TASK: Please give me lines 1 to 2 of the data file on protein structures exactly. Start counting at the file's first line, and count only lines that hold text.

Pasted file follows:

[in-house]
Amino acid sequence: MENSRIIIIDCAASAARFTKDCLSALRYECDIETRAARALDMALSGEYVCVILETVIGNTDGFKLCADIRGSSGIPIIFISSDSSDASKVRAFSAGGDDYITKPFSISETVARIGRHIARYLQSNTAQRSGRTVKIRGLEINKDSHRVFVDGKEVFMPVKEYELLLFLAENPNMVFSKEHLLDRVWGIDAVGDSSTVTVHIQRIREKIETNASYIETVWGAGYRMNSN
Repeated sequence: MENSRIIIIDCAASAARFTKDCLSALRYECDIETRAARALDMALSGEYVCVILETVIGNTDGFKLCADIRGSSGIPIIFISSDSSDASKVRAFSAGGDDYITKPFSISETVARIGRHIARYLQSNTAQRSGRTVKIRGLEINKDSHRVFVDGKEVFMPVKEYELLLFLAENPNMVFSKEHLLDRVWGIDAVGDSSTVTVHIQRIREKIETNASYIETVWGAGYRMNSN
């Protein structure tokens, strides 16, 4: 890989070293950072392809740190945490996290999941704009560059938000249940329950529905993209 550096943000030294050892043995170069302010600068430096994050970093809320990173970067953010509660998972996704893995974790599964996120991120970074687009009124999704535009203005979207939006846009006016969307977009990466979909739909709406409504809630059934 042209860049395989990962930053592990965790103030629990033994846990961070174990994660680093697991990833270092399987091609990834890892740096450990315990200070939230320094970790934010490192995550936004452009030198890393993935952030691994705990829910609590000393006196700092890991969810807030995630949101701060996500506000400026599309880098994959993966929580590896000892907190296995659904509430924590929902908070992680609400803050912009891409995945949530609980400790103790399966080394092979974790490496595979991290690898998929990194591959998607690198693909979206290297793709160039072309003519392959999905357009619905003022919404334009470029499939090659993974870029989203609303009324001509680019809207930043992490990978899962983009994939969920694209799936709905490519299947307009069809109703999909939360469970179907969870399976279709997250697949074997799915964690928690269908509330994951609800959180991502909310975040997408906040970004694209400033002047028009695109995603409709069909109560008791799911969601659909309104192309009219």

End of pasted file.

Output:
[in-house]
Amino acid sequence: MENSRIIIIDCAASAARFTKDCLSALRYECDIETRAARALDMALSGEYVCVILETVIGNTDGFKLCADIRGSSGIPIIFISSDSSDASKVRAFSAGGDDYITKPFSISETVARIGRHIARYLQSNTAQRSGRTVKIRGLEINKDSHRVFVDGKEVFMPVKEYELLLFLAENPNMVFSKEHLLDRVWGIDAVGDSSTVTVHIQRIREKIETNASYIETVWGAGYRMNSN